You may ask, “What if a project is requested that doesn’t fit the vision and/or skill of any of the Scrum or Kanban teams?”  Easy!  It becomes an investment decision.  Is the company willing to invest in a new Scrum and/or Kanban in order to fulfill the request?  This could mean hiring new people to staff new teams and/or pulling people from existing teams to form a new team.  Either way, it’s a leadership decision as to whether to invest in the new idea or impact the investment in an old idea.  In fact, we’ve actually had this happen.  We didn’t start out with 8 Scrums and 2 Kanbans.  Investment decisions were made over time that led us to where we are today.  It’s all about adapting.  It’s indeed Agile!

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Accountability to Sustainable Pace and Work/Life Balance

One of the 12 Agile principles that we should all be holding in high regard states …

Agile processes promote sustainable development. The sponsors, developers, and users should be able to maintain a constant pace indefinitely.

The team is accountable to their sustainable pace.

Sustainable pace should be on all of our minds on Sprint Planning day.  The Product Owner brings forth 20 stories and the team negotiates them down to 15 with sustainable pace and their velocity range in mind.  For those teams that handle production support, we all know it can be the wild card.  During the planning session, we mitigate this risk by having team members predict their personal sprint capacity (50%, 80%, etc.), taking into account non-sprint meetings and a predictive measure of support.  Also, we can further manage this by only working on support that our Product Owner deems immediate work.  Any other support can be backlogged and planned into a future sprint. Now, should all hell break loose in the support arena, some stories may be dropped or some stories might not meet the team’s definition of done.  No one should take it personally.  No one should feel like they are disappointing their Product Owner or their ScrumMaster.  Besides, there’s always the next sprint!  Story points and velocity are just numbers.  They are not used to grade a team, but rather intended help a team plan.  These sorts of discussions around the sprint goals and support should be had each and every day with the team, the Product Owner, and the ScrumMaster as part of the daily Scrum.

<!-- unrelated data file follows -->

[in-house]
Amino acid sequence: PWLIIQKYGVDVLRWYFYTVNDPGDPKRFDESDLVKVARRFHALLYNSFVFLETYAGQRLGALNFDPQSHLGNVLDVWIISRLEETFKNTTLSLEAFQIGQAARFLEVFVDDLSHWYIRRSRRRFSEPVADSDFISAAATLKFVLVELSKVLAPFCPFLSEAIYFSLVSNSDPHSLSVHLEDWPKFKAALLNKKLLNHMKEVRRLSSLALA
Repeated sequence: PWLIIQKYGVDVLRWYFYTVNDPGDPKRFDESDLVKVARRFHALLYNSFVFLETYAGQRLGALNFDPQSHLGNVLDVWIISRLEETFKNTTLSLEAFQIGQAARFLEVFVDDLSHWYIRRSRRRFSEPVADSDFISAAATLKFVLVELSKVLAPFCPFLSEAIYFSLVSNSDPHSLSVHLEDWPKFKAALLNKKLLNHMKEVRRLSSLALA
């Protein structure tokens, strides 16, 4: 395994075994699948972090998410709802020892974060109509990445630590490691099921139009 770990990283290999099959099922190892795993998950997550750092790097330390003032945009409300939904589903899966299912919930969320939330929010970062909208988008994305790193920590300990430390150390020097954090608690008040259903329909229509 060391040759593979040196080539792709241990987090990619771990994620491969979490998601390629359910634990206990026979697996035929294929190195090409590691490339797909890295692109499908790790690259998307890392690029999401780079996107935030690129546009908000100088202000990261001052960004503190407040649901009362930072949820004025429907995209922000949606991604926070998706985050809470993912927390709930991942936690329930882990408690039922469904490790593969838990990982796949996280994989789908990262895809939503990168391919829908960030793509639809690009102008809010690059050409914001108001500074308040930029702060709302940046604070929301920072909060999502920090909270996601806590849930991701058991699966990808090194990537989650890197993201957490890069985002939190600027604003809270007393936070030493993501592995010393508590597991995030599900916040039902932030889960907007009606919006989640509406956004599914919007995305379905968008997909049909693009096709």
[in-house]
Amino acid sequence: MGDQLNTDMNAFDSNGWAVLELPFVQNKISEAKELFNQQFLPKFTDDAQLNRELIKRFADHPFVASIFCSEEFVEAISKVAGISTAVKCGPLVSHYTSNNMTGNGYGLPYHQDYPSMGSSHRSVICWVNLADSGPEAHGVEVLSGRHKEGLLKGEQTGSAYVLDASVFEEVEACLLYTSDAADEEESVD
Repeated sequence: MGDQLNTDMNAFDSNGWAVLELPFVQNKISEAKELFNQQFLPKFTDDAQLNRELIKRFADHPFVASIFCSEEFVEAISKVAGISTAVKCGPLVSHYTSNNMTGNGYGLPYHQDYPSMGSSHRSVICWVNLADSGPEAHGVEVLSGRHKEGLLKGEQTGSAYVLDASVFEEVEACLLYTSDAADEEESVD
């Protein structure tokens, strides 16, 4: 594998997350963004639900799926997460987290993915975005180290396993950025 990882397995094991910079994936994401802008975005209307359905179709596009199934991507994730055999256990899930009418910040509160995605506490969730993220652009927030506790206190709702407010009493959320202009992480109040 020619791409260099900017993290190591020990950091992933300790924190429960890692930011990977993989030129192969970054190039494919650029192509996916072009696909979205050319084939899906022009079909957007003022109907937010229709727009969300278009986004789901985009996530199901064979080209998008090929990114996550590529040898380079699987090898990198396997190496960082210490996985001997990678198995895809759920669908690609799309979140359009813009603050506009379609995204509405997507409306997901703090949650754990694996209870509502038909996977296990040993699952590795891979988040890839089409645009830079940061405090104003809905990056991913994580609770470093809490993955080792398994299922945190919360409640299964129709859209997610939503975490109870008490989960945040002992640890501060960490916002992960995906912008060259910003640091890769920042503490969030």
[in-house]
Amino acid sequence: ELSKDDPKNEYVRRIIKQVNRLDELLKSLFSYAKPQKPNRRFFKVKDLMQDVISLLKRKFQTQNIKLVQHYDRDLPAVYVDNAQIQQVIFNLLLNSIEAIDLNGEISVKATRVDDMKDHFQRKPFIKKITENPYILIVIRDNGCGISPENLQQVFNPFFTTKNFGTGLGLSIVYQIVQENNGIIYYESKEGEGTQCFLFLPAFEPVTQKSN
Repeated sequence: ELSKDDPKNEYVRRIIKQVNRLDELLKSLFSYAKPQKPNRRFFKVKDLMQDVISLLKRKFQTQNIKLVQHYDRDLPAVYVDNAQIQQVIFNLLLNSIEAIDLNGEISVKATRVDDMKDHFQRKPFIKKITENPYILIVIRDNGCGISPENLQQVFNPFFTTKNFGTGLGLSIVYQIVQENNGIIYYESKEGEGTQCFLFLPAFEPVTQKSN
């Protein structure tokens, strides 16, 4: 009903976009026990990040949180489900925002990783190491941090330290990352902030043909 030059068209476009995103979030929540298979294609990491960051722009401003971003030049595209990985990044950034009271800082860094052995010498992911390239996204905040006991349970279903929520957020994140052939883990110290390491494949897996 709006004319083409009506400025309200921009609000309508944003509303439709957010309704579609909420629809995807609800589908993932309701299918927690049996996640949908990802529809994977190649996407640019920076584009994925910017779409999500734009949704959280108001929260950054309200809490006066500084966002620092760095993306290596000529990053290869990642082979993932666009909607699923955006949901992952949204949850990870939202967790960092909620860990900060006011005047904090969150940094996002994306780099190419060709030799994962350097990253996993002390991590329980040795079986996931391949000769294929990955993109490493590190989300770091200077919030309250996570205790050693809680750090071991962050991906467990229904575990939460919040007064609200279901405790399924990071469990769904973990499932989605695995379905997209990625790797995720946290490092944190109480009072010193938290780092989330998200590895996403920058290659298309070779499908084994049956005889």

Bob Hartman provides a balanced take on sustainable pace:

http://www.agileforall.com/2009/07/24/new-to-agile-work-at-a-sustainable-pace/

The person is accountable to their work/life balance.

So now, a bit about work/life balance … Your ScrumMaster and functional manager don’t necessarily know if you are pulling ridiculous hours to pull off a story.  If you’re at home working off hours, we can’t easily observe that.  If you send me an email at 8pm a night, I don’t know if you just had a quick thought or if you have negatively impacted your work/life balance.  We all need to speak up on this topic and engage in constant dialogue with management.  The occasional sacrifice is appreciated, but shouldn’t be considered your team’s sustainable pace.  In fact, by working continuous overtime and not making it highly visible to your team, Product Owner, and ScrumMaster, you risk upping your team’s velocity, which just sets unrealistic expectations.  That said, work/life balance is a personal thing.  There are many happy “workaholics” in the world (I might just be one of them).  My threshold is different than your threshold which is different than the guy next to you.  We are all personally accountable to our own work/life balance!